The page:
What Those Moving from Oklahoma City Should Understand about the Valuation of Their Belongings.

The valuation of goods being trucked in any transfer of a person, family, or business from Oklahoma City to some other location – or from anywhere to anywhere – is strictly regulated by the federal government.

man putting books in a moving boxTo be clear, your moving company is, in most cases, legally liable for any loss of or injury to your belongings at any time during the haul. It’s also liable for loss and damage while its crews are handling your belongings in fulfillment of any other Oklahoma City moving services for which you contracted. Such services should be identified on the bill of lading: packing, unpacking, disassembly and reassembly, for example.

There are, however, limits to your moving company’s liability. Those limits are established by the federal Surface Transportation Board’s Released Rates Order. You can examine a current copy of it here.

The important thing is, know what choices are accessible to you for the security of your household goods. And know your Oklahoma City moving company. Just because a mover makes it known his company is “fully insured and bonded” is no insurance that your goods themselves are automatically covered. Also, your local mover being related to a well-known national van line is no promise that you’re protected either. In both events, you might find it necessary to get get hold of additional third-party liability insurance. Your mover may offer to sell it to you, but he’s not required by law to do so. Ask questions up front to learn  exactly what’s necessary.

Keep this in mind when you’re looking into your various avenues here in Oklahoma City: Two different degrees of moving-company liability apply to interstate moves – Full Replacement-Value Protection and Waiver of Full Replacement-Value Protection, or Released Value.

 A-1 Freeman Moving Group Oklahoma City Moving Terms Infographic

 

Clearly, Full Replacement-Value Protection provides you with the most all-embracing coverage. But selecting it means your move will cost you more. With this degree of liability (subject to allowable exceptions in your mover’s tariff), your mover will either arrange for whatever repairs are required to return a damaged piece to the condition it was in when he received it from you … or he’ll don’t object to paying more. Whatever valuation you and your mover come to terms with, it has to be noted on your mover’s tariff. Note also that movers are granted authority to limit their Full Replacement-Value liability for loss or damage of items valued exceedingly high. Those would be pieces valued at $100 or more per pound, such as jewelry, antiques, silverware, china, oriental rugs, and so forth. Get further details on all this from your mover. Ultimately, though, it falls on your shoulders to declare accurately.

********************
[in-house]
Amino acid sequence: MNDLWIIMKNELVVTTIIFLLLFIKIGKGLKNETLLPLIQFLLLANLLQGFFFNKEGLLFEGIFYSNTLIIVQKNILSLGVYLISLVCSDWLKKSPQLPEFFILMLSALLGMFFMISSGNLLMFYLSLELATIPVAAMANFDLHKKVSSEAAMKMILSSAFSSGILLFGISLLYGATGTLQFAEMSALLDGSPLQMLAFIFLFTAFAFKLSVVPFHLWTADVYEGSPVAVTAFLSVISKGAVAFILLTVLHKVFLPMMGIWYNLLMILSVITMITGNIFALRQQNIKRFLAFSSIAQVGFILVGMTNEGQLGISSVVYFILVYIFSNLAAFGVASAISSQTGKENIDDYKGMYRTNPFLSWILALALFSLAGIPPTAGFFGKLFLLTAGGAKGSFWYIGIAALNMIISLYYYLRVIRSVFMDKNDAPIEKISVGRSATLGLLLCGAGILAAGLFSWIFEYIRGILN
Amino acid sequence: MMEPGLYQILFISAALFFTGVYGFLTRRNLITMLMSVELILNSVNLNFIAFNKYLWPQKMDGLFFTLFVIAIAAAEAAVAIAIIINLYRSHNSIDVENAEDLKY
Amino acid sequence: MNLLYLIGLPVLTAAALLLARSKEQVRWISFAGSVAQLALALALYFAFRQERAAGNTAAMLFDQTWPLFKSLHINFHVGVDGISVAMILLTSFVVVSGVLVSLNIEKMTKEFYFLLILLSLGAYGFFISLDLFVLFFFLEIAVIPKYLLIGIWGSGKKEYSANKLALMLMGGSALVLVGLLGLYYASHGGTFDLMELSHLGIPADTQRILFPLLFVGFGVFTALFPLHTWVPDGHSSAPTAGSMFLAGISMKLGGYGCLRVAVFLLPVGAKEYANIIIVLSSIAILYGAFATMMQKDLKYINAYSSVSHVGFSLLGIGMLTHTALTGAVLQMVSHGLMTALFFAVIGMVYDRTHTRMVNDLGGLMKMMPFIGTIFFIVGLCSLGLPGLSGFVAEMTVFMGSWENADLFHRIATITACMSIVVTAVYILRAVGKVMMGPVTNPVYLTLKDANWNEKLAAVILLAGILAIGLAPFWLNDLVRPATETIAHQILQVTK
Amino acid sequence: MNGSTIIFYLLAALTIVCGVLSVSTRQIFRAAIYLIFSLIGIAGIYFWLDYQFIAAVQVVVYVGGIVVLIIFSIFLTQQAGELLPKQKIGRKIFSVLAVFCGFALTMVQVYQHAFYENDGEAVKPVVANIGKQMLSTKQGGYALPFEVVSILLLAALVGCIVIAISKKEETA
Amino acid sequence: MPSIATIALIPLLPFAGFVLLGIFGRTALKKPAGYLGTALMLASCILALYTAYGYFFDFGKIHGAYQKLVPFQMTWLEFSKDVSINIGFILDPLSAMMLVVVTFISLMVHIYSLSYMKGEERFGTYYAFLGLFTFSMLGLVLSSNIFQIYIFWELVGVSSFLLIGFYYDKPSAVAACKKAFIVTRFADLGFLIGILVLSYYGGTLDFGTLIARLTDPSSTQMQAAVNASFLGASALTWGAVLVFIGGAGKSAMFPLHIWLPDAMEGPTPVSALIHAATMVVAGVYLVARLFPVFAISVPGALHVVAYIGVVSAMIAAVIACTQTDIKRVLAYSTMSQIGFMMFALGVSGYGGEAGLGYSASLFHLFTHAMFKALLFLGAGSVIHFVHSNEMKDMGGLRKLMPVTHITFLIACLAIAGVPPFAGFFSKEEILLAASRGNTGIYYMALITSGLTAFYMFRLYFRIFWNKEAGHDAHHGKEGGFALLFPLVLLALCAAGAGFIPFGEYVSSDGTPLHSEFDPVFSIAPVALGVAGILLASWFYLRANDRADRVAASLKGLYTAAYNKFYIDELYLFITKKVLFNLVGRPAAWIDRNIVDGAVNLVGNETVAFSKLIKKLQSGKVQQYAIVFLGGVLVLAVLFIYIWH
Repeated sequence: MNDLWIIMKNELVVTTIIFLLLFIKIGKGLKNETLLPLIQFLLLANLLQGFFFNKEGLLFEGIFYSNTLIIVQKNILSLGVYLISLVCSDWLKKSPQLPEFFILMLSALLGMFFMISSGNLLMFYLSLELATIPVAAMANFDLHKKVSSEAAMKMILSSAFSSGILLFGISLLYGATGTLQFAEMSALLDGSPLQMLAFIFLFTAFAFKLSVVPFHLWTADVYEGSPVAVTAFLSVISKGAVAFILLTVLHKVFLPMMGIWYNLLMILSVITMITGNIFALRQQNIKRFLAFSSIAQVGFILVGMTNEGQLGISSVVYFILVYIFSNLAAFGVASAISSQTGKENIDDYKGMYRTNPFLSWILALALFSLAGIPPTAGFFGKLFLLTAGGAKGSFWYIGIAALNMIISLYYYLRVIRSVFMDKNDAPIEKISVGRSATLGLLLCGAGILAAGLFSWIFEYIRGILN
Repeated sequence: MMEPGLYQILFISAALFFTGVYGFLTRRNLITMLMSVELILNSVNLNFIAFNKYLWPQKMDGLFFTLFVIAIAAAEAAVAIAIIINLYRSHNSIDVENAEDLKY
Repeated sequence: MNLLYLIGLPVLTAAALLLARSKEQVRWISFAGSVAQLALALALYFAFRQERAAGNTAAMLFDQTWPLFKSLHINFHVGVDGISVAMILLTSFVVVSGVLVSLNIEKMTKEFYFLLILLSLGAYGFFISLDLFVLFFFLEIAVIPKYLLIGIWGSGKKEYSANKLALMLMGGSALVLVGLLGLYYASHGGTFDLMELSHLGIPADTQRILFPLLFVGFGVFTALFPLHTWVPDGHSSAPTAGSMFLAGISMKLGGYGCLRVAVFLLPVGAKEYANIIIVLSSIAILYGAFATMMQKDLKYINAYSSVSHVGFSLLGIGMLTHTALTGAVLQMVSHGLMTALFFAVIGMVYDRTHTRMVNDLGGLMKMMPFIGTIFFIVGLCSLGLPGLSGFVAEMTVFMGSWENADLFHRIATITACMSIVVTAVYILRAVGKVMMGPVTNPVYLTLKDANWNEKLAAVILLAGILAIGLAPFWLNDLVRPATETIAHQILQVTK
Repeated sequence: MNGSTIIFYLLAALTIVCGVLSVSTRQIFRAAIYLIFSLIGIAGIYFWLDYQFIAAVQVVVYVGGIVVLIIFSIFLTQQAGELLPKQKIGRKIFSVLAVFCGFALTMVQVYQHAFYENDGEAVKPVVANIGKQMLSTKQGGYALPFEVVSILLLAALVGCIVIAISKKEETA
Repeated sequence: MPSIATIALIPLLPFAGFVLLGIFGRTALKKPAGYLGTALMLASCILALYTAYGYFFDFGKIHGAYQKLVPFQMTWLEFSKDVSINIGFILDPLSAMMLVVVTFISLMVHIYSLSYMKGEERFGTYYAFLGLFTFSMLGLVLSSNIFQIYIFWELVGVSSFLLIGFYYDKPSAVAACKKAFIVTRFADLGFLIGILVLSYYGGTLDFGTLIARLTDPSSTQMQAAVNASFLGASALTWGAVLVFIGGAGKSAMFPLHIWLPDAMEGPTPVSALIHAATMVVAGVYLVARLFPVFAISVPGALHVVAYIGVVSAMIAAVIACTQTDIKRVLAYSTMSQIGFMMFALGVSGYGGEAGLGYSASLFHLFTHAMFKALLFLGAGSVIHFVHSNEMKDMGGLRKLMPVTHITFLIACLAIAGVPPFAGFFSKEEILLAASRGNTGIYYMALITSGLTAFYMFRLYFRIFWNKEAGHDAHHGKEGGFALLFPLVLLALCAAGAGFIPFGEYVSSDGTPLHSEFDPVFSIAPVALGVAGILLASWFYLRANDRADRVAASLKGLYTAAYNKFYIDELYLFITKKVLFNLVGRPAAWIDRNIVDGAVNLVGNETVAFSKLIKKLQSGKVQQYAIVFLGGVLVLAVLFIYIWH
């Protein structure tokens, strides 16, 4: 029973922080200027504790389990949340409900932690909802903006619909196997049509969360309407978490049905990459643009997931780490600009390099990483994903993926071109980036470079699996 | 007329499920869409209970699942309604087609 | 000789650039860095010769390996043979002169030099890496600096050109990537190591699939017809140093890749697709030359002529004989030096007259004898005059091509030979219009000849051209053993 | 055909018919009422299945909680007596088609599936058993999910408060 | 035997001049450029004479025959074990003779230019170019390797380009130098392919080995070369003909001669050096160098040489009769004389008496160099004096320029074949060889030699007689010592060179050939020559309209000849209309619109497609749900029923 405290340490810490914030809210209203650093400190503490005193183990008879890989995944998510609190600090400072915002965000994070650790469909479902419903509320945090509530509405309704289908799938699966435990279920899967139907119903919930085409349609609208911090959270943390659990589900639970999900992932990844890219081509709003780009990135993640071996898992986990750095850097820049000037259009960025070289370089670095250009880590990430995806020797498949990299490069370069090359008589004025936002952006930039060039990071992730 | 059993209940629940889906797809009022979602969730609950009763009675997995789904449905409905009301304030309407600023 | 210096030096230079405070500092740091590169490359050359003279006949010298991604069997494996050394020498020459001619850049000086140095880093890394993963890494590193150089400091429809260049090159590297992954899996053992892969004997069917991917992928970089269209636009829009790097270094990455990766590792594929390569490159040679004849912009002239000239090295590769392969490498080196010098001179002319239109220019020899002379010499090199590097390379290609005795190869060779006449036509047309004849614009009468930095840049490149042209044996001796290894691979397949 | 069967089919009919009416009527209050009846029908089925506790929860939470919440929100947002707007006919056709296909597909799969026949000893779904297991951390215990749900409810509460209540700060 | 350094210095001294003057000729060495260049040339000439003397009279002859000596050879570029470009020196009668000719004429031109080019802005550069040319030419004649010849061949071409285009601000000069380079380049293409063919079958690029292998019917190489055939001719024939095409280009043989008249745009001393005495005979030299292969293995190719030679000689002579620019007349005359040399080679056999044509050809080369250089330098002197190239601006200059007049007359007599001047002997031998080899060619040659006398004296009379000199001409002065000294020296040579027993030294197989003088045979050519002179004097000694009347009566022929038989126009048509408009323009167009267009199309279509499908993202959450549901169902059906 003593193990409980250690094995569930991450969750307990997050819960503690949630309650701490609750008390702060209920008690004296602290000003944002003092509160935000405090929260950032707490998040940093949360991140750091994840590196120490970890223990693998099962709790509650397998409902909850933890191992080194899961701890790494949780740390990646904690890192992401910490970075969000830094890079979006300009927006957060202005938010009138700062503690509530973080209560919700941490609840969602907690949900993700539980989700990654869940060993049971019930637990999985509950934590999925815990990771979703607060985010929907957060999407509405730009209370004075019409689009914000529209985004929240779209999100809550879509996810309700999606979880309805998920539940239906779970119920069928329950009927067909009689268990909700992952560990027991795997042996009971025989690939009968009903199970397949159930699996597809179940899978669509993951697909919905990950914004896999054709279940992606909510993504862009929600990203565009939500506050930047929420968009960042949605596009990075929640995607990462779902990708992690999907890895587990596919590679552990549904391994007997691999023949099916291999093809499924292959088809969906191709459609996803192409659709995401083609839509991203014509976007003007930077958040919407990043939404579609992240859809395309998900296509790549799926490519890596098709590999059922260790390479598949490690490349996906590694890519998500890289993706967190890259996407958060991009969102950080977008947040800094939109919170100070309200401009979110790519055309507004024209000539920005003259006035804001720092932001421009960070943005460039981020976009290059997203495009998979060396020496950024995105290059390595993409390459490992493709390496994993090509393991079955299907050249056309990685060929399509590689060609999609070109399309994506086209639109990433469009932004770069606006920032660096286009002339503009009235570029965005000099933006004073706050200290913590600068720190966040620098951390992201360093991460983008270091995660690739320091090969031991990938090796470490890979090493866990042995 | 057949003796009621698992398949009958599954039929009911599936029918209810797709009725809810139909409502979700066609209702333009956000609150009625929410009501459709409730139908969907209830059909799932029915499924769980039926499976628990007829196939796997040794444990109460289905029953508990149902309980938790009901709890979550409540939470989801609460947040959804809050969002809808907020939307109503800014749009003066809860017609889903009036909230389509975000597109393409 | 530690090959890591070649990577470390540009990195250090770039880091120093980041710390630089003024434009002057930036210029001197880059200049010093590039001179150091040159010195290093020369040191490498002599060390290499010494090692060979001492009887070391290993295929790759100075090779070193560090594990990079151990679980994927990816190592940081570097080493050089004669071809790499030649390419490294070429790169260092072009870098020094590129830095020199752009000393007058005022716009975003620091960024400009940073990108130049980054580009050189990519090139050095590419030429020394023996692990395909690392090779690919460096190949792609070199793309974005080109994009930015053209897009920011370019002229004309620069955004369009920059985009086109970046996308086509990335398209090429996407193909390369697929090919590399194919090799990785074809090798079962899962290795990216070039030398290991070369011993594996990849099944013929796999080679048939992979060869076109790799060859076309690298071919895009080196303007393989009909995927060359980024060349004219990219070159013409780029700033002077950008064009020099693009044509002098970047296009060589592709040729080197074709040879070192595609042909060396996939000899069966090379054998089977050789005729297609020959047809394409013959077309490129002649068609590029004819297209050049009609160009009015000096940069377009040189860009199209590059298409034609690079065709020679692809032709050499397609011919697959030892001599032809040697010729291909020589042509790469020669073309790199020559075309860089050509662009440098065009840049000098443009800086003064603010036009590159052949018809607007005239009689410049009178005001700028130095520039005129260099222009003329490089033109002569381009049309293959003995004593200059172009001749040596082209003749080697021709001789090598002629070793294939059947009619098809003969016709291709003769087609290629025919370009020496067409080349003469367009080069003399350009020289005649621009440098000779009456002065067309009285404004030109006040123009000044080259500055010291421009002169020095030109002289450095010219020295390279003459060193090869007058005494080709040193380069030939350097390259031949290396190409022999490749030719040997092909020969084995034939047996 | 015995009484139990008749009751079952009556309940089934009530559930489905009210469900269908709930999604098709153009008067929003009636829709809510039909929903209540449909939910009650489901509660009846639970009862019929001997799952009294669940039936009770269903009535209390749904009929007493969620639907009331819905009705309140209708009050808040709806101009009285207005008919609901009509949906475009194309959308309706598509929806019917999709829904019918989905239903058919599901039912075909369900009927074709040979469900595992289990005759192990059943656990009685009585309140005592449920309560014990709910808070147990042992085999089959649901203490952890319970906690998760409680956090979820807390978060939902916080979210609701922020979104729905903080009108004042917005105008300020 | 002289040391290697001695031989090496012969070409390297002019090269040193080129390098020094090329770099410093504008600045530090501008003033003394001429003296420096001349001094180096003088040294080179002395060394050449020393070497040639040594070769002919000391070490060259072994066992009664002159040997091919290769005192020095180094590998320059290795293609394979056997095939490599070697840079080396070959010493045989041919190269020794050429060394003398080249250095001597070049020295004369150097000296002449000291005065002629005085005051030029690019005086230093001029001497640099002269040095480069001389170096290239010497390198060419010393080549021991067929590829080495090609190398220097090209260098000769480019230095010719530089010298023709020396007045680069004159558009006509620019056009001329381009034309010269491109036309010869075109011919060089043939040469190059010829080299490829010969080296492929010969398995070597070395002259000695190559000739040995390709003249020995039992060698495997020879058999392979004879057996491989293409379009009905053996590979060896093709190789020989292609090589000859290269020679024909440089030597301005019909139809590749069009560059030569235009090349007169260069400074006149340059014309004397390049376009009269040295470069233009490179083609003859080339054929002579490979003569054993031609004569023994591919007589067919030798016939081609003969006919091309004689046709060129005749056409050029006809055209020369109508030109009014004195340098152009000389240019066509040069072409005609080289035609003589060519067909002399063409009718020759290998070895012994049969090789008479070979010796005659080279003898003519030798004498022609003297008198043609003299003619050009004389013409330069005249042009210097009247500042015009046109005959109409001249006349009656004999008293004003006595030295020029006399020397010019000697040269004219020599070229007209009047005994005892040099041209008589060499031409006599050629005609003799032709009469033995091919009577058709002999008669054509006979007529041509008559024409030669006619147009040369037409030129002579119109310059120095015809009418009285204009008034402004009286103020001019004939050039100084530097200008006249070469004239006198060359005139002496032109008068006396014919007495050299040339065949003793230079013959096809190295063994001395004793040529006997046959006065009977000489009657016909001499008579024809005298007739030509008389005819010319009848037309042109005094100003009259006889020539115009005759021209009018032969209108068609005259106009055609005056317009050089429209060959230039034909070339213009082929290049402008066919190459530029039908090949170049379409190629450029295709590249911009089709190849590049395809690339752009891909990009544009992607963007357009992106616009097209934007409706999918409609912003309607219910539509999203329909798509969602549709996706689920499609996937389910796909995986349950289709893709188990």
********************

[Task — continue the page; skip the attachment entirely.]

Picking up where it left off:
If you go for a Waiver of Full Replacement-Value Protection, or Released Value, you will, of course, be getting minimal liability protection. But you’ll pay nothing for it. What this level of protection does is limit your mover’s liability to no more than 60 cents per pound, per article. Obviously, that’s not going to provide you with enough of a reimbursement to replace any piece valued at more than 60 cents per pound! Items like stereo equipment, gym equipment, computer hardware, and computer software are thus much more at risk. That’s something to ponder before you sign a contract!

You could, though, have one more option: your current homeowner’s policy. Review it and speak with your insurance agent to discover if there’s anything in it regarding coverage of possessions during a relocation. If so, you could find the minimum level of mover liability coverage – Released Value – sufficient.

Just make sure you’re fully apprised of what level of protection your moving company is including in his quote: Full Protection or Released Value. That way, you should be completely prepared for nearly anything your move throws at you!

 

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